R.A. Dickey looked a little shaken after winning the Cy Young Award the other night, and you can't blame him, given the crazy journey that has taken him to this place -- the failures, the crushing disappointments, the renewal of a dream, and stardom, so late in his baseball life.
He thanked the New York Mets profusely for giving him a chance, for believing in him. He is a deeply thoughtful and sincere person, and he meant every word.
The backdrop to all of this, of course, is the ongoing debate about what the Mets will do with him -- sign him to an extension beyond the 2013 season, when he'll make $5 million, an incredible bargain, or trade him? The Mets have talked with other teams about a possible deal after not being thrilled with Dickey's asking price during negotiations.
Here's the bottom line: If the Mets don't figure out a way to re-sign the 38-year-old Dickey, the Wilpon family ought to sell the team. Seriously.
I'm sure the Mets are getting some trade interest from other teams, and maybe they will be offered some useful prospects. But it's very doubtful that another club is going to offer a star prospect for a knuckleball pitcher not far away from his 40th birthday. You might get a B-plus prospect, but the Mets aren't going to get Jurickson Profar for Dickey.
I'm sure that Dickey's contract demands -- whatever they are -- probably scare the Mets for the same reasons other teams won't give up prospects. He's old. His primary pitch is effective when thrown right, but a disaster when thrown poorly. The Mets' fears, deep down inside, would be shared by any other team in their situation: Dickey could go from the best pitcher in the NL to one of the worst very quickly if he can't throw his quirky pitch the right way.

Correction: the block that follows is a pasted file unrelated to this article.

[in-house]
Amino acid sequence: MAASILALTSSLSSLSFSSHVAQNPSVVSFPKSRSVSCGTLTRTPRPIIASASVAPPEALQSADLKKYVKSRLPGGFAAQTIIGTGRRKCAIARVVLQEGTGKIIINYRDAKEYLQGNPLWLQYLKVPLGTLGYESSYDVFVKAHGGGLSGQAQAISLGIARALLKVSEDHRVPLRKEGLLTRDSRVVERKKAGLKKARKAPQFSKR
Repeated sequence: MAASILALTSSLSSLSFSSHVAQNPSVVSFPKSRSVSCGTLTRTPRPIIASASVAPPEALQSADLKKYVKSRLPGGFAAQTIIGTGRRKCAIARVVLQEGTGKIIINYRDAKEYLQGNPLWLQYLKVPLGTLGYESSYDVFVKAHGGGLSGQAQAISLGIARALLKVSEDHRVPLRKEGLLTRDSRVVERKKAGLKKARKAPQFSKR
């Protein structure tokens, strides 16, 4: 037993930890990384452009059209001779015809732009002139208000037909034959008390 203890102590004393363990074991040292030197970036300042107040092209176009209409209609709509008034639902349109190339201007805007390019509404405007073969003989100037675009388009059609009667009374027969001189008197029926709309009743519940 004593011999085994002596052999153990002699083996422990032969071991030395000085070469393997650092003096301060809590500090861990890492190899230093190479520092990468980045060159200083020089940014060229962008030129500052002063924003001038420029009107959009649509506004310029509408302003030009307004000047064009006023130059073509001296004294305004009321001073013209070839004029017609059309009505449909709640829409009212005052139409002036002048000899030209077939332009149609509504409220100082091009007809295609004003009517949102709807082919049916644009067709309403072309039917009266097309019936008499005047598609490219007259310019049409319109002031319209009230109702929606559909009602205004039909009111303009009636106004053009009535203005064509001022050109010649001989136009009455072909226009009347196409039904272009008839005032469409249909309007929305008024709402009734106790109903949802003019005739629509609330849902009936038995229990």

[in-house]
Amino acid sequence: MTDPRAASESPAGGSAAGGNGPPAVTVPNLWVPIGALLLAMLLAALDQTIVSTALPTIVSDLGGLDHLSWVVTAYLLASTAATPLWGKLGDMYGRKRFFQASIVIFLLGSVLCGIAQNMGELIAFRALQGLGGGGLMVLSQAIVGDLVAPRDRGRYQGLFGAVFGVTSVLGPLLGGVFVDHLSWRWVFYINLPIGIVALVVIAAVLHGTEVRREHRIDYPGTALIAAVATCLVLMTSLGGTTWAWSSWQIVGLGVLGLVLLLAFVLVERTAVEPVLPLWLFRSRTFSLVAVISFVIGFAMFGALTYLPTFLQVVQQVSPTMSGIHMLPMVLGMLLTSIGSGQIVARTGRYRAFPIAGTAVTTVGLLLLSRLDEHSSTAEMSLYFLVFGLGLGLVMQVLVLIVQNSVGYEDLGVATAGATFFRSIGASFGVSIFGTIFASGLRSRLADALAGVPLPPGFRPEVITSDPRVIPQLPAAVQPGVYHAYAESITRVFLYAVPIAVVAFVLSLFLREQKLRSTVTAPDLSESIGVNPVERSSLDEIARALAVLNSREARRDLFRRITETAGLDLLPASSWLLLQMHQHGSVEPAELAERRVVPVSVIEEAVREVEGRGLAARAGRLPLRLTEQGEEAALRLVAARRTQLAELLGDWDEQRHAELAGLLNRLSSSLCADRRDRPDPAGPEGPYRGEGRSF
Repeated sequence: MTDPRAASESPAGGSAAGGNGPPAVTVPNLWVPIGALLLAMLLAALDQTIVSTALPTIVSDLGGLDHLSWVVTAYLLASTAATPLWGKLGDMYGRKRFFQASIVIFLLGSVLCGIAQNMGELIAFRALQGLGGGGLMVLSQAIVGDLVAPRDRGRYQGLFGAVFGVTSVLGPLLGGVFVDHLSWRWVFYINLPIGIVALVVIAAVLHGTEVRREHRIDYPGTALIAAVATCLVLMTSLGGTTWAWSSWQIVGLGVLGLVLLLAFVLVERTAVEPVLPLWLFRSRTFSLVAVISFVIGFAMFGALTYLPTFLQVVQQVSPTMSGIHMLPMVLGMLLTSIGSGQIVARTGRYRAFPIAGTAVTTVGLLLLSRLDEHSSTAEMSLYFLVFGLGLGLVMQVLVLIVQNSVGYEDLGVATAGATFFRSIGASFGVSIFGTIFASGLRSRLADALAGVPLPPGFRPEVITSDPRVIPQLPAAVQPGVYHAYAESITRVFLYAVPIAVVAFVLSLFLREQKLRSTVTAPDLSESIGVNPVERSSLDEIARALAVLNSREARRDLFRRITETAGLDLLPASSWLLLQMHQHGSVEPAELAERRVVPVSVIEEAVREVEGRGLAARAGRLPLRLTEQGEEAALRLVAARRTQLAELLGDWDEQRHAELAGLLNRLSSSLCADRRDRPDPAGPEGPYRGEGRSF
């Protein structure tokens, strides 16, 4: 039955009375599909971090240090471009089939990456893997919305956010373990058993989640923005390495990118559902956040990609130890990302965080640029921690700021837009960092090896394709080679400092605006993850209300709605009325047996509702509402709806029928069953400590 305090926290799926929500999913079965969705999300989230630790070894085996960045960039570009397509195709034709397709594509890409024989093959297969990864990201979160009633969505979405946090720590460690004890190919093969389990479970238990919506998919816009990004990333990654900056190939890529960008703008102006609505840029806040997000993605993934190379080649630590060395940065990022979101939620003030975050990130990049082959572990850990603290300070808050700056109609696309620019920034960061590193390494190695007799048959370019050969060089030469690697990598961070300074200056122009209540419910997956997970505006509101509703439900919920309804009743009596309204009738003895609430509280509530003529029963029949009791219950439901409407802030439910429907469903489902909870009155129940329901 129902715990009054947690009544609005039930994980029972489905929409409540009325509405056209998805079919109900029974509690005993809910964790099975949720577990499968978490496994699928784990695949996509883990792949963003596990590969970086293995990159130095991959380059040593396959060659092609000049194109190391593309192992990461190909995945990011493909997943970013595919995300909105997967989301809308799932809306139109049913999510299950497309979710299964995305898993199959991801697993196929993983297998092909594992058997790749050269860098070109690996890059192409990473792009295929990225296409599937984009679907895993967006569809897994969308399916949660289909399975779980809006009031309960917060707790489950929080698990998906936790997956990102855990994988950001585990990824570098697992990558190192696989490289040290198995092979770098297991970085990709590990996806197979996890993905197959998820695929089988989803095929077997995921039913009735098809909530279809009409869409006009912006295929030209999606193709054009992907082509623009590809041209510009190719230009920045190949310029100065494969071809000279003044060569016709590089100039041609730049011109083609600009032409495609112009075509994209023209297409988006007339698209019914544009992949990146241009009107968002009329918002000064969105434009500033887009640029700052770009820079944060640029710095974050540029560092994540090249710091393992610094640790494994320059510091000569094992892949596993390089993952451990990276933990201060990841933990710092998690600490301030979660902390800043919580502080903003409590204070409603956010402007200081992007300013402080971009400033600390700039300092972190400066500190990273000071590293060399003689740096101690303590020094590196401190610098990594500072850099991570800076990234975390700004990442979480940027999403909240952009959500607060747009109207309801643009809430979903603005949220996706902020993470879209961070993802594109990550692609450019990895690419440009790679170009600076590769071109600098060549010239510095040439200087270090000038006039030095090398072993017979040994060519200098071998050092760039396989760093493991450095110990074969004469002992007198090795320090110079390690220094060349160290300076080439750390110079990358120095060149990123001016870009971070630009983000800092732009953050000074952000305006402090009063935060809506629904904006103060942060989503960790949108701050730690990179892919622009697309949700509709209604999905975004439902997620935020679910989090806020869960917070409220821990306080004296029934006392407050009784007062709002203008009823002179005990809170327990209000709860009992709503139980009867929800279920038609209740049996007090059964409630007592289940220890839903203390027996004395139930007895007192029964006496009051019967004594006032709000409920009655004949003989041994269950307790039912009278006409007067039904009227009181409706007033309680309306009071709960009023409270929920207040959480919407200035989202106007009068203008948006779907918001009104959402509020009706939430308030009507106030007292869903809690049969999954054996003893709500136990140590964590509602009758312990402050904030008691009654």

But you know what? They're the New York Mets. They exist in the biggest market in the world. They aren't the Miami Marlins. They're not the Tampa Bay Rays. They should be able to take some risks, especially after next season, when Johan Santana's contract is set to expire.
I don't know exactly what the Mets are offering Dickey in an extension, nor exactly what he is asking for. But if the Mets put an aggressive two-year offer or a respectable three-year offer in front of him, I doubt he would turn it down. Because of his history, because of his journey. He appreciates everything he's gotten to this point. He's not trying to get a Zack Greinke deal, or a CC Sabathia contract.
And if the Mets fret over possibly overpaying Dickey, they can console themselves with the knowledge that they have been fortunate enough to greatly underpay the right-hander over the last couple of seasons and into next year. He's been an incredible dollar-for-production value.
He's coming off an historic season, for which he won the Cy Young Award. He presents zero risk as a person, because of his tremendous integrity.
Sign him. Pay him. Give the fans a reason to watch the team. The Mets have taken their payroll from $144 million to $92 million over the last two years, and it's probably going to remain in place or go down a little in 2013, depending on the moves they make. They should have the financial flexibility to feel good about re-signing Dickey to a multiyear deal beyond next year, and if their current financial circumstances prevent the Wilpon family from giving a well-earned extension to their breakout star and fan favorite, they should just unload the team to somebody who will operate it like the big-market club that it is.